High and Dry?

We have been waiting for the tide to go out for the last couple of years and there are now plenty of signs that the tide has turned. It is only a matter of time for the financial consequences of this to become apparent.

The ‘tide’ in question is the enormous and sustained liquidity stimulus that has been given to the global economy by the world’s central banks. The money created by quantitative easing (in its various guises) exceeds the equivalent of £4 trillion when you add together the efforts of the US Federal Reserve, the Bank of England and the Bank of Japan. Much of this money has provided the liquidity needed to keep the financial system afloat and market interest rates low. Factor in the huge stimulus provided by near zero base interest rates and there is no disputing that money has been cheap.

In fact, money has been so cheap that some assets appear to have risen in value indiscriminately.

The most significant contribution to monetary policy stimulus has come from the US Federal Reserve. However, we are now approaching what is likely to be the final phase of their programme. Just over a year ago, the Federal Reserve was creating money at the rate of $85 billion per month. This has now reduced (taper) to $35 billion per month and is set to reduce to zero in 2015. Thereafter, the base interest rate is likely to stay low to provide continued support to the recovery.

The Bank of England has also played its part. Our own quantitative easing program conjured up £375 billion to buy UK Treasury stock (gilts) and the base rate has now been held at 0.5% for more than 5 years. However, the last tranche of quantitative easing was in July 2012 and we certainly appear close to a base rate rise. The current expectation is that this will occur in the first quarter of 2015.

Just as a rising tide lifts all boats, a falling tide will leave at least some stranded. It is therefore important for investors to predict which investments might fall into this category. There are some likely casualties but I am sure there will also be some surprises.

One likely casualty is the bond (fixed interest) market and in particular, the corporate bond market. Accommodative monetary policy has enabled many debt laden businesses to survive. When market rates rise and feed through to higher debt servicing costs, many of these businesses will fail, defaulting on their financial commitments to investors in the process. Some larger businesses that belong in this category have taken advantage of the appetite of investors for high yield (junk) corporate bonds to secure further funds to finance business. However, this might simply prove to be a stay of execution because if a business was not previously successful, its problems might not be solved simply by better financing.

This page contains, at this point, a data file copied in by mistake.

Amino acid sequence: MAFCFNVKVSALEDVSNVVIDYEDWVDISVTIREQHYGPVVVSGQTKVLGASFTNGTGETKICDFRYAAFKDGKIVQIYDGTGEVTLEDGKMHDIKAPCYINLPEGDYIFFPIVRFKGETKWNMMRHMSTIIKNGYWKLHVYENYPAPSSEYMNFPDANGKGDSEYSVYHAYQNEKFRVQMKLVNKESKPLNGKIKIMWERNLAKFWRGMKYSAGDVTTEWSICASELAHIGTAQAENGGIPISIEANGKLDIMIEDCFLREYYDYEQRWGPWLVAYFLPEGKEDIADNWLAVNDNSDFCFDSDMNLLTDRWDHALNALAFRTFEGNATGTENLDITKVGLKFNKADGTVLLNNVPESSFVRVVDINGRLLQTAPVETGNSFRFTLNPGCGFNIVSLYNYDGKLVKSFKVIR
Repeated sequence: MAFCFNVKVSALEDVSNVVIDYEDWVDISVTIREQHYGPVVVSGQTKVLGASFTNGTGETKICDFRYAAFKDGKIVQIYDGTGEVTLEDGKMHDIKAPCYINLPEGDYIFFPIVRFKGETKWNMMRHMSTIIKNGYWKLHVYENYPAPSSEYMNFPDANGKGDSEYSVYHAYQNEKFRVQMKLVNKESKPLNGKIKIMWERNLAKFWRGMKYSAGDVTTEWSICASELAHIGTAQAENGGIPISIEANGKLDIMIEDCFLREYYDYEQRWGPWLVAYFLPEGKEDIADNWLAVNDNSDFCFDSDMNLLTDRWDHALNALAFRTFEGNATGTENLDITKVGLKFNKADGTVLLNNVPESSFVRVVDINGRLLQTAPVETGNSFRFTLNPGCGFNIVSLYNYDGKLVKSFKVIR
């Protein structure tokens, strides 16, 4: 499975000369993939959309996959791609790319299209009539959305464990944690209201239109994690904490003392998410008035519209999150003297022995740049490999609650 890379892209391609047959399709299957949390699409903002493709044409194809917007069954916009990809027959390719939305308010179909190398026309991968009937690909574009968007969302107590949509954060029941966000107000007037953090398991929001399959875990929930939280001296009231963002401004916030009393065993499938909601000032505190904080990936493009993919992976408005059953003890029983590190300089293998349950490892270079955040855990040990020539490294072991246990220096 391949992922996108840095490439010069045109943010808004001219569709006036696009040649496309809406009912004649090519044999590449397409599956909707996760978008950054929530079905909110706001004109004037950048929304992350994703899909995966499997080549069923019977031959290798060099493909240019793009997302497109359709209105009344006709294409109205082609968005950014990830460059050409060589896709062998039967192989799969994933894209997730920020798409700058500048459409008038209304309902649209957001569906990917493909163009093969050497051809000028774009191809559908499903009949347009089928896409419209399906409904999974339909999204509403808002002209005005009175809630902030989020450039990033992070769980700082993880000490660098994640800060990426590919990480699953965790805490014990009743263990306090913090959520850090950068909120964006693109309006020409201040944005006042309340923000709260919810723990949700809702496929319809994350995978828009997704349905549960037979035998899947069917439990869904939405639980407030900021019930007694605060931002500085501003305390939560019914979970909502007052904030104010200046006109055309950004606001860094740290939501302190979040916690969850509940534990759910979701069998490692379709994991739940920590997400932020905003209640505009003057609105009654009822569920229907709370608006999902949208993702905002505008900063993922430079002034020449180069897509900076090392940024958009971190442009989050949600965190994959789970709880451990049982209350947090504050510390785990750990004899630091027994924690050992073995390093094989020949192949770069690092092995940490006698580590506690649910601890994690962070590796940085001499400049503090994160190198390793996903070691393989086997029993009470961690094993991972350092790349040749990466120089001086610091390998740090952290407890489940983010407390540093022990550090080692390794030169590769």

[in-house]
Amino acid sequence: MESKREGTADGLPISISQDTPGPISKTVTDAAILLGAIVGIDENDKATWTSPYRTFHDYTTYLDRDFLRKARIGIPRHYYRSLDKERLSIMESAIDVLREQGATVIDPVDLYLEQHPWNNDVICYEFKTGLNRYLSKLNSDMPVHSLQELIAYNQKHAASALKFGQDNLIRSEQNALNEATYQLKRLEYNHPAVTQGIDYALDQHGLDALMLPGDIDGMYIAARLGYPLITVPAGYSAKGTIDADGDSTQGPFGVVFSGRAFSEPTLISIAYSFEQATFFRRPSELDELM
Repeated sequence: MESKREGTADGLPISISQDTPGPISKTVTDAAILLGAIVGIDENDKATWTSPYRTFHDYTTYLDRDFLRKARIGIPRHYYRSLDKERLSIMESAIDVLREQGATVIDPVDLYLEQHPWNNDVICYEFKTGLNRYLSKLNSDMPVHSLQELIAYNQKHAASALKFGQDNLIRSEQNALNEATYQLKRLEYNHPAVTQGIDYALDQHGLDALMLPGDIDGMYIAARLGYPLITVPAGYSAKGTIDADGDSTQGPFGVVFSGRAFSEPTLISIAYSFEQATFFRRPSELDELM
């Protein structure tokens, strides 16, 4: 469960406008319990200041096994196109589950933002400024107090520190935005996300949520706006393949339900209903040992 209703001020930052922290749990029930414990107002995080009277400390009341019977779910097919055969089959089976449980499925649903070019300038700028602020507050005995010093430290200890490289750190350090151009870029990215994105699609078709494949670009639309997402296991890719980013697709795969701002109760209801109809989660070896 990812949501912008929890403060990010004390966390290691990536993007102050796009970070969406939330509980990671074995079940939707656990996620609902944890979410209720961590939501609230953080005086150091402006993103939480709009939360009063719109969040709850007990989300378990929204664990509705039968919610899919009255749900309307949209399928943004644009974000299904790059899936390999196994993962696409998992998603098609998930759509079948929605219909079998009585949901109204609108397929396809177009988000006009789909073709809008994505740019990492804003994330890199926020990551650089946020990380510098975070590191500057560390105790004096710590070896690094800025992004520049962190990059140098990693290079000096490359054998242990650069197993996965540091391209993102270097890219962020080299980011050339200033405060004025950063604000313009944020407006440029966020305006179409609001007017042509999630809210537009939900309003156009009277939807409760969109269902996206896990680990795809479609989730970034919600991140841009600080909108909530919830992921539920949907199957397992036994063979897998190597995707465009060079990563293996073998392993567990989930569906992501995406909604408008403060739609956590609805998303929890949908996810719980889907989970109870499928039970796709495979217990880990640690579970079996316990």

Investors’ desperation for yield over recent years has led to a high demand in pursuit of a restricted supply. This has pushed up prices and in some cases, concealed genuine problems of liquidity. When the high demand to buy turns into a high demand to sell, prices could fall sharply because there will not be enough buyers to match those that want to sell.

Sometimes, investors’ memories are too short. It was little more than 6 years ago that the default rate in the junk bond market exceeded 10% and prices fell by 25%. It is noticeable that the fund managers of many bond funds have increased the allocation to junk bonds in recent years in order to maintain a competitive yield relative to their peers. They clearly have faith that they will be able to exit in time but this is a high risk strategy. At PMW we have been making sure that clients’ exposure to such tactics is moderated by carefully scrutinising fund portfolios.

It is not all bad news for investors. The fact that central banks are making monetary policy less accommodative reflects the continuing economic recovery and growing confidence in its robustness and sustainability. This could mean that just as reducing central bank support acts to dampen prices, increasing corporate profitability might help to support them. As ever, there will be winners as well as losers so it is a good idea to take expert advice.